Does this rule him out still being a reservist?

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30 minutes ago, Peterhastie said:

Does this rule him out still being a reservist?

I don't think it absolutely rules him out as being a on a Reserve [though I have not looked into his circumstances - at the date you have given, 12/02/1919, though I think this has been questioned/explained above, he could have been transferred to the Z Reserve, essentially demobbed] but him being on duty when he died in 1918 seems a bit unlikely.

I can't follow your 12/02/1919 link in the OP = Why do you think he was/Why was he transferred to a Reserve?

:-) M

Edit: Having had a look at Ancestry via a different route - the 1914-15 Star Medal Roll does say Disc 12.2.19 so suspect that was your source of Discharge - but where did you get Reserve from?  That Probate entry of latterly of the Army Reserve could easily be very suspect

Edited by Matlock1418
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Been thinking about this some more.

Could he perhaps have been in one of the newer types of Reserve ?

Thinking of Class W, Class T and Class P Reserves for those soldiers whose services were deemed to be more valuable to the country in civilian rather than military employment ??

The LLT has the following:

"Class W Reserve and its Territorial Force equivalent Class W(T)

Introduced in June 1916 by Army Order 203/16 under Section 12 of the recent Military Service Act. This new class of reserve was ‘for all those soldiers whose services are deemed to be more valuable to the country in civil rather than military employment’. Men in these classes were to receive no emoluments from army funds and were not to wear uniform. They were liable at any time to be recalled to the colours. From the time a man was transferred to Class W, until being recalled to the Colours, he was not subject to military discipline.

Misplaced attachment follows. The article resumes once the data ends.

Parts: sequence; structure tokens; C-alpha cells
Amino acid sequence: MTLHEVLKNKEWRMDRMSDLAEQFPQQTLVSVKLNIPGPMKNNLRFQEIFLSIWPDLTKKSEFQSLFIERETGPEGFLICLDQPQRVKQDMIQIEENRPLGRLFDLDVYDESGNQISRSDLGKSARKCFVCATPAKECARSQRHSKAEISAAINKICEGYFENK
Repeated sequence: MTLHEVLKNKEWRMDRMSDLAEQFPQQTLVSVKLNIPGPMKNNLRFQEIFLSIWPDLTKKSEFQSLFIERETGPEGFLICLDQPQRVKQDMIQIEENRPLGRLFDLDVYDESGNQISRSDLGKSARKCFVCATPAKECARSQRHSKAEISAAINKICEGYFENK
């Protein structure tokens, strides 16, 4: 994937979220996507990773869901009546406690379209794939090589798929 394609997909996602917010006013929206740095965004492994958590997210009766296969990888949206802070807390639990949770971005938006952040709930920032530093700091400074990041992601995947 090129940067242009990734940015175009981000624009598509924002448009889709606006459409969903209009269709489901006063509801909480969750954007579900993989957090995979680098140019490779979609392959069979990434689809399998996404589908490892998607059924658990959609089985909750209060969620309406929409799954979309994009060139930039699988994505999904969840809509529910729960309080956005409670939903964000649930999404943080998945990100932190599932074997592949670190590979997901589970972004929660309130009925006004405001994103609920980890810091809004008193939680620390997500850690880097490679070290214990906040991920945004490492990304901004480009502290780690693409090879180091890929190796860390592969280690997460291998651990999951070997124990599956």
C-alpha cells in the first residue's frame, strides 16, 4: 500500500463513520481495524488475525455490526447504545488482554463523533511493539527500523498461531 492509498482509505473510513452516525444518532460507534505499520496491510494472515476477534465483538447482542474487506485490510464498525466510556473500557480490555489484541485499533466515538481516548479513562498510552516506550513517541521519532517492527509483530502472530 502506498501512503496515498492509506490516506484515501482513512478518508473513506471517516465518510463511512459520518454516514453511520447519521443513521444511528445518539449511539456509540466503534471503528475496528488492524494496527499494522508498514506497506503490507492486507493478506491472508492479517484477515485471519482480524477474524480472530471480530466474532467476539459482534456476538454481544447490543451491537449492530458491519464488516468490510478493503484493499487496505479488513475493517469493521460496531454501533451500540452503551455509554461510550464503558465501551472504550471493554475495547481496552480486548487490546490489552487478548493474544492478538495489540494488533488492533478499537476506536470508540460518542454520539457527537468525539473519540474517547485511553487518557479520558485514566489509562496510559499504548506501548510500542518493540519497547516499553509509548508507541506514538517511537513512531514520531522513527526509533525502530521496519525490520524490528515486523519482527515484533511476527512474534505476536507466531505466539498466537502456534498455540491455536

Class T Reserve

Introduced in October 1916 by Army Order 355 of 1916. There was no Territorial equivalent. Class T consisted of men in about 30 specific skilled trades (almost all industrial/munitions related) who would otherwise have been transferred to Class W. Terms and conditions were as for Class W.

Class P Reserve and Class P(T)

Introduced by the same Army Order 355/16. These classes consisted of men
– ‘whose services are deemed to be temporarily of more value to the country in civil life rather than in the Army’
– and who were not lower than medical grade C iii
– and as a result of having served in the Army or TF would, if discharged, be eligible for a pension on the grounds of disability or length of service.

Men in Classes P and P(T) were, for the purposes of pay, allowances, gratuity and pension, treated as if they been discharged on the date of their transfer to Class P or P(T). Other terms and conditions were as for Class W.